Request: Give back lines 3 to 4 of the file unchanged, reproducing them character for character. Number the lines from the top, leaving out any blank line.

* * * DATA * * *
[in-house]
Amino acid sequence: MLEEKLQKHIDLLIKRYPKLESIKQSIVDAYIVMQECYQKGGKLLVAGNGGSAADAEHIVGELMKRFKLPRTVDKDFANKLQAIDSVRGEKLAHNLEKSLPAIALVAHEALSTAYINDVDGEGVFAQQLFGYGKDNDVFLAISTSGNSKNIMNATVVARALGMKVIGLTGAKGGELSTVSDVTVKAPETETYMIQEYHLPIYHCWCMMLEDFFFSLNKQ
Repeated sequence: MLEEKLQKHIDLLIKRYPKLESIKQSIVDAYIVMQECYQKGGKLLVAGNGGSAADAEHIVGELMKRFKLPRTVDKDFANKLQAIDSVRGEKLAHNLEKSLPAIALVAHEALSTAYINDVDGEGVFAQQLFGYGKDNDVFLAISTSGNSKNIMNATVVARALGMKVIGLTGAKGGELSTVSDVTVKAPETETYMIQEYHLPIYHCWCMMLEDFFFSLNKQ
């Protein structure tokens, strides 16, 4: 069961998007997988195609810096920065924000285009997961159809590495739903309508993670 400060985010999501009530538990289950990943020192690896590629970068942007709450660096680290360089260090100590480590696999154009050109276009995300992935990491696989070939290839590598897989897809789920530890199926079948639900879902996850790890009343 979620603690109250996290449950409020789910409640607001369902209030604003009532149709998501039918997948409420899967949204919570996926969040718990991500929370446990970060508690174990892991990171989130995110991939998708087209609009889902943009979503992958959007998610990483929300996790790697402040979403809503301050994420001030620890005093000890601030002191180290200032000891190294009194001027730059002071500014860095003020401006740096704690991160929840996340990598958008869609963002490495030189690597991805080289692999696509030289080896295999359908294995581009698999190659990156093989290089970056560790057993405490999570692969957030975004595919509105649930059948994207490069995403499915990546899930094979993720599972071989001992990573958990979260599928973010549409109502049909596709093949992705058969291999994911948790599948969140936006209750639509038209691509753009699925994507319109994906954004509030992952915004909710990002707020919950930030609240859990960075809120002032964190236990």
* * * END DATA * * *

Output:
Repeated sequence: MLEEKLQKHIDLLIKRYPKLESIKQSIVDAYIVMQECYQKGGKLLVAGNGGSAADAEHIVGELMKRFKLPRTVDKDFANKLQAIDSVRGEKLAHNLEKSLPAIALVAHEALSTAYINDVDGEGVFAQQLFGYGKDNDVFLAISTSGNSKNIMNATVVARALGMKVIGLTGAKGGELSTVSDVTVKAPETETYMIQEYHLPIYHCWCMMLEDFFFSLNKQ
């Protein structure tokens, strides 16, 4: 069961998007997988195609810096920065924000285009997961159809590495739903309508993670 400060985010999501009530538990289950990943020192690896590629970068942007709450660096680290360089260090100590480590696999154009050109276009995300992935990491696989070939290839590598897989897809789920530890199926079948639900879902996850790890009343 979620603690109250996290449950409020789910409640607001369902209030604003009532149709998501039918997948409420899967949204919570996926969040718990991500929370446990970060508690174990892991990171989130995110991939998708087209609009889902943009979503992958959007998610990483929300996790790697402040979403809503301050994420001030620890005093000890601030002191180290200032000891190294009194001027730059002071500014860095003020401006740096704690991160929840996340990598958008869609963002490495030189690597991805080289692999696509030289080896295999359908294995581009698999190659990156093989290089970056560790057993405490999570692969957030975004595919509105649930059948994207490069995403499915990546899930094979993720599972071989001992990573958990979260599928973010549409109502049909596709093949992705058969291999994911948790599948969140936006209750639509038209691509753009699925994507319109994906954004509030992952915004909710990002707020919950930030609240859990960075809120002032964190236990």